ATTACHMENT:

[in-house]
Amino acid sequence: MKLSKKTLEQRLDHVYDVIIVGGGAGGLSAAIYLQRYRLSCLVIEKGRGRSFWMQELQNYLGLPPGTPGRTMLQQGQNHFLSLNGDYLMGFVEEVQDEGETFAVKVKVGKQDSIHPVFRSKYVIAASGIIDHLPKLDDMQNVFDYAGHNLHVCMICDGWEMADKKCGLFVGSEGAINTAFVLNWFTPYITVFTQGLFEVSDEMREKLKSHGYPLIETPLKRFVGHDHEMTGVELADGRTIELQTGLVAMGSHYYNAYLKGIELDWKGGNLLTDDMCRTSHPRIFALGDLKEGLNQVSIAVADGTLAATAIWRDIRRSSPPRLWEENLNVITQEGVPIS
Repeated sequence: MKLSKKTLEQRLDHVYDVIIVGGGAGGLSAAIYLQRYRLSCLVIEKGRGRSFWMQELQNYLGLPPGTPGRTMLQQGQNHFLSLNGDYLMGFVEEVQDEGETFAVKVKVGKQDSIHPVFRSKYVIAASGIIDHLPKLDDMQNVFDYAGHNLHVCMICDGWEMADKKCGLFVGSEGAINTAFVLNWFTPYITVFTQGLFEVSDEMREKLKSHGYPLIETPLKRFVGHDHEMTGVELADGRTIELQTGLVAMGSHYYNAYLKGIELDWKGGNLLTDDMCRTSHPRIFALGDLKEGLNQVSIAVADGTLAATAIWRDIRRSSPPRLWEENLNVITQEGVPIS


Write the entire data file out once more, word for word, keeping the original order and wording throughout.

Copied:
[in-house]
Amino acid sequence: MKLSKKTLEQRLDHVYDVIIVGGGAGGLSAAIYLQRYRLSCLVIEKGRGRSFWMQELQNYLGLPPGTPGRTMLQQGQNHFLSLNGDYLMGFVEEVQDEGETFAVKVKVGKQDSIHPVFRSKYVIAASGIIDHLPKLDDMQNVFDYAGHNLHVCMICDGWEMADKKCGLFVGSEGAINTAFVLNWFTPYITVFTQGLFEVSDEMREKLKSHGYPLIETPLKRFVGHDHEMTGVELADGRTIELQTGLVAMGSHYYNAYLKGIELDWKGGNLLTDDMCRTSHPRIFALGDLKEGLNQVSIAVADGTLAATAIWRDIRRSSPPRLWEENLNVITQEGVPIS
Repeated sequence: MKLSKKTLEQRLDHVYDVIIVGGGAGGLSAAIYLQRYRLSCLVIEKGRGRSFWMQELQNYLGLPPGTPGRTMLQQGQNHFLSLNGDYLMGFVEEVQDEGETFAVKVKVGKQDSIHPVFRSKYVIAASGIIDHLPKLDDMQNVFDYAGHNLHVCMICDGWEMADKKCGLFVGSEGAINTAFVLNWFTPYITVFTQGLFEVSDEMREKLKSHGYPLIETPLKRFVGHDHEMTGVELADGRTIELQTGLVAMGSHYYNAYLKGIELDWKGGNLLTDDMCRTSHPRIFALGDLKEGLNQVSIAVADGTLAATAIWRDIRRSSPPRLWEENLNVITQEGVPIS